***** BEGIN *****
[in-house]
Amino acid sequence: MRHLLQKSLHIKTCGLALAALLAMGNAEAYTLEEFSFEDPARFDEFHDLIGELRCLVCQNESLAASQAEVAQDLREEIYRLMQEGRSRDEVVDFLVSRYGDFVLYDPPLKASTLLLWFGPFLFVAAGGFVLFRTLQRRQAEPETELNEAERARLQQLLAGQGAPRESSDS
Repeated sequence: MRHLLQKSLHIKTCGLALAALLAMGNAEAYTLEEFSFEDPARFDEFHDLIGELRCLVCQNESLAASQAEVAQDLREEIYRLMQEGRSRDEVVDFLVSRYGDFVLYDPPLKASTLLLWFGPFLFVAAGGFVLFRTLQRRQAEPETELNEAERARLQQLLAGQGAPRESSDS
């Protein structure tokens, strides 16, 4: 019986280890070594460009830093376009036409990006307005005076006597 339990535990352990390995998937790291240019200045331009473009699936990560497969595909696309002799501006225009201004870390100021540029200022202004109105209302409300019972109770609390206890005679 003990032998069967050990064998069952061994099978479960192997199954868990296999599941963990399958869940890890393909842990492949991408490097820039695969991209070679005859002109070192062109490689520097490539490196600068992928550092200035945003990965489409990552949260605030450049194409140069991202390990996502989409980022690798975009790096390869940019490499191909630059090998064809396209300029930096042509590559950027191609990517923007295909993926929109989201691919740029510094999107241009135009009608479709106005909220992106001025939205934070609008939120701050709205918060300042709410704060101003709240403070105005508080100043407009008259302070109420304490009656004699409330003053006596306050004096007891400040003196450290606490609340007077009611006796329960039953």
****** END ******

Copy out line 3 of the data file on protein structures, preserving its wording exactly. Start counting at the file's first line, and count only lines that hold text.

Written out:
Repeated sequence: MRHLLQKSLHIKTCGLALAALLAMGNAEAYTLEEFSFEDPARFDEFHDLIGELRCLVCQNESLAASQAEVAQDLREEIYRLMQEGRSRDEVVDFLVSRYGDFVLYDPPLKASTLLLWFGPFLFVAAGGFVLFRTLQRRQAEPETELNEAERARLQQLLAGQGAPRESSDS